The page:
The NEW SAT was officially launched at around 8:00 AM on March 5th, and I was excited! Having worked with students these past few months on the new SAT, I can see that this test is not only teachable but also an exam that helps students within their high school math, English, and history classes. Now, students and parents will not view SAT prep as an “extra” but rather as an “extension.”
Much has been written these past few months about the new SAT essay. Many (most) colleges are not evaluating the essay this year, and it will not be a factor in students’ overall SAT score. Yet, students should sit for the essay because a few schools require the essay even though they are not evaluating. The few schools that do indicate that they will look at essay scores will have a very difficult time evaluating these scores effectively for the essay to hold much weight. (Essay scoring is explained in the video referenced below).
*Click here to see the essay requirements for specific colleges.
Yet, it is important that students are not surprised or overwhelmed on test day. Also, the SAT essay reflects the reading and writing being taught within our schools; therefore, reviewing and practicing the SAT essay will only help students’ writing now and in the future. The essay asks students to show how effectively they can read and comprehend a passage and write an essay analyzing how the author builds his/her argument. Students are evaluated on their understanding of the passage, their analysis of the author’s argument, and how well they write a comprehensive essay.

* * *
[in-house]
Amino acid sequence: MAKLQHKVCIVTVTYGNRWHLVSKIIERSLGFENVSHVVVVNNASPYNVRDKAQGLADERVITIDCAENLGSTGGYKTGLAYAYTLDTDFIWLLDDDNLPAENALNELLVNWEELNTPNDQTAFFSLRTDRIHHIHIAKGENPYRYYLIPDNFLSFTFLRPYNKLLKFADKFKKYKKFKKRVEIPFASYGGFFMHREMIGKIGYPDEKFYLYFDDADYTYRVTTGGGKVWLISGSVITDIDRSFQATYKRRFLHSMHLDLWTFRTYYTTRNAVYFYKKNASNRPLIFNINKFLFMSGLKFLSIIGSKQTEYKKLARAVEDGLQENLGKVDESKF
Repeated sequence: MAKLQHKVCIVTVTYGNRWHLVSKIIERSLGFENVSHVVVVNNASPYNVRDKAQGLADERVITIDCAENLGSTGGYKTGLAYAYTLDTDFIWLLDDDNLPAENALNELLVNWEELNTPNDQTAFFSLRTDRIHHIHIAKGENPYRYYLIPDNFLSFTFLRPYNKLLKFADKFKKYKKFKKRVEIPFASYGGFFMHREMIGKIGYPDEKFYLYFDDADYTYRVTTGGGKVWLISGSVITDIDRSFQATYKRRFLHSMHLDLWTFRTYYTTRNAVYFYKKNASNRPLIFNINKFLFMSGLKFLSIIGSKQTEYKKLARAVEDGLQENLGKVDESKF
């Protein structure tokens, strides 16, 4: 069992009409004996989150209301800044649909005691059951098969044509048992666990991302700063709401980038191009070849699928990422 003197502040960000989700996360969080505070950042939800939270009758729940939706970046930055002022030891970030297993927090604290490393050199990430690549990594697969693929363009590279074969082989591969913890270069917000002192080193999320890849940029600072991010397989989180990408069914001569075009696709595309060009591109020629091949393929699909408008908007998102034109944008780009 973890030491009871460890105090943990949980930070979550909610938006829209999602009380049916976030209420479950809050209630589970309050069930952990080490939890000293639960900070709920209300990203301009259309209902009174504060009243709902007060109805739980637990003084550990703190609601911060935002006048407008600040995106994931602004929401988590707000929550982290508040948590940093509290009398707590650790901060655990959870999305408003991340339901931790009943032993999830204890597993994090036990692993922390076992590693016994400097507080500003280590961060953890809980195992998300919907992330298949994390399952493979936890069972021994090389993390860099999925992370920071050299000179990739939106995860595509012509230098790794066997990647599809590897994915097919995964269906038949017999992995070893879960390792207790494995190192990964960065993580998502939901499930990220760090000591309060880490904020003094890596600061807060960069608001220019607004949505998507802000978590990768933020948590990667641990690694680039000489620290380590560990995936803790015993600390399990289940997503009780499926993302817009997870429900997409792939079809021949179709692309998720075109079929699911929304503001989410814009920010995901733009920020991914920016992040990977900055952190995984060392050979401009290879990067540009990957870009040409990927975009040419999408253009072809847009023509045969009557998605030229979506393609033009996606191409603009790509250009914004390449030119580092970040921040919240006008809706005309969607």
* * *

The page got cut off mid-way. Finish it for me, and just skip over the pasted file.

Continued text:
Please click here to watch an ESSAY LESSON in which I explain in detail how to write the SAT essay. In the video, I teach the four key outlines to memorize, the rhetorical devices students need to know, how the essay is evaluated, how to analyze the passage, and how students should pace themselves.